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Exercising brain and muscle

Achieving Woman - By Gardy Chacha
Esther Nduta Karanja (Courtesy)

Esther Nduta Karanja is one of three female match officials accredited to preside over rugby matches in Kenya. Before that, she played and trained with the national team. She shares what her journey has been to becoming a match official and coach.

Nduta became a swimmer in class three. “That was the first time I actively pursued competitive sports,” she says.

From that day onwards Nduta dedicated her attention to swimming as a sport. She competed in many junior games throughout primary school.

In 2010, having already joined university, Nduta participated in the Seventh East African University Games – representing her school, Kenyatta University.

The same year, she competed in the endurance category at the Open Sea swimming event organised by Kenyan Marine.

In 2013, in a twist of fate, a male friend suggested to Nduta that she should consider playing rugby.

“He was telling me this because I was fat,” she says, “I weighed over 90kg: which is a lot for my five-feet-three-inches tall frame.”

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Nduta’s friend, a rugby player and enthusiast himself, told her that certain positions in rugby require well built frames like hers.

“I was not sure rugby is a game I wanted to play. He invited me to go see the boys’ team train and I went.

“He told me that the university sports department was looking for girls to make a girls’ team and I could pick up a slot,” Nduta says.

She half-heartedly went for training – first, with the 15s aside national women’s rugby team at Mwamba grounds along Ngong Road.

“I went and started training. Then I liked it. And then I decided to take up the sport and focus my energy on it.”

The position she chose to play from was that of a prop, she says. Props are heavy built players who block strikers from opposing team and shore up teammates.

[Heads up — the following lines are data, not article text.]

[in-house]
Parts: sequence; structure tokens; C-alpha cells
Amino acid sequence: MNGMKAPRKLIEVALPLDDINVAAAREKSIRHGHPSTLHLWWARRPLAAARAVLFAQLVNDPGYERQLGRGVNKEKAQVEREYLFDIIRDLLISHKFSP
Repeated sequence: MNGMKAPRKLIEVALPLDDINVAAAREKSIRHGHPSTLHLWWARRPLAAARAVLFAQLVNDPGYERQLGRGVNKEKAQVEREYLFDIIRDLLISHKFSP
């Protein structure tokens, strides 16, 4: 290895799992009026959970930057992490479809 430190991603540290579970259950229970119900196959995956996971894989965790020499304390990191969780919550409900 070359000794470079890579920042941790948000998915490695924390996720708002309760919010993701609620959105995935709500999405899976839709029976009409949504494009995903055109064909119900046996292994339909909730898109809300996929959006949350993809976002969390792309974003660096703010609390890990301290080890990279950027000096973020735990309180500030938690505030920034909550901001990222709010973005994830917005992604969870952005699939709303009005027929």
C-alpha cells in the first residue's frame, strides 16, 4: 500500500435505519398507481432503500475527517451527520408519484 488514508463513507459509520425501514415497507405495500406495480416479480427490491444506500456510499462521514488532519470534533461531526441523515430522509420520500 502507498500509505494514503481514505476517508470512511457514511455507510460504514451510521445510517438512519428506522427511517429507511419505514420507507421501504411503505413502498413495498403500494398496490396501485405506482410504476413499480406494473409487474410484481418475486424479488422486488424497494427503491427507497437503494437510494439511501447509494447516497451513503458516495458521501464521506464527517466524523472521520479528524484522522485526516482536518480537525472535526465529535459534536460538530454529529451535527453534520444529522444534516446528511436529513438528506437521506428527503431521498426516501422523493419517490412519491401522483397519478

A year later, in 2014, she asked her coach if she could take a break.

“Rugby was taking a lot of my time and I needed to excel in academics,” she says. She was pursuing a Bachelor of Science degree in clinical nutrition at the university.

Commiserating with her, the coach asked her if she could take up ‘less tasking’ rugby administration roles – like refereeing – instead of dumping the sport altogether.

Nduta joined the rugby level one refereeing class and finished. Next, she studied referee coaching – known as ‘Coach of match official’.

Not willing to stop there, she joined a class to study as a rugby paramedic. “Upon completing studies I became a first responder: the people who give players first aid and attend to their injuries – which can be on or off the pitch,” she says.

Nduta explains that she was taking up new challenges because the opportunities were available and her coach always recommended her.

Today, she is accredited for all the three rugby administrative roles. Last year she was called to coach referees in Zimbabwe.

She graduated from university in 2015 and later got a job with a German multinational with a branch in Kenya.

“I still play rugby but not competitively. I play to enjoy. Since becoming a referee and match official coach I am not allowed to engage in rugby competitively,” she says.

She still swims too, “but not as much as I am involved with rugby.”

The game, she says, has helped her tone her body. She has lost weight and has more muscle mass than she did before joining rugby. The transformation, she says, is something she is proud for.

Playing rugby has impacted her health positively. Mentally, she says, she has learnt how to engage people.

Rugby, she says, has also taught her discipline, respect, integrity, resilience, people skills and anger management.

“It is a contact sport. You learn how to tackle professionally. You learn how to engage an opponent. You get to use your mind well when facing an opponent,” she says.

Whether it has anything to do with the discipline or not, Nduta has gone back to university and is currently pursuing a master’s degree in public health.

She has also completed a post graduate course in paediatric nutrition by Boston University School of medicine.

Sports, she says, is an essential part of life that can help one live a fuller life while also gaining skills to deal with different situations in life.


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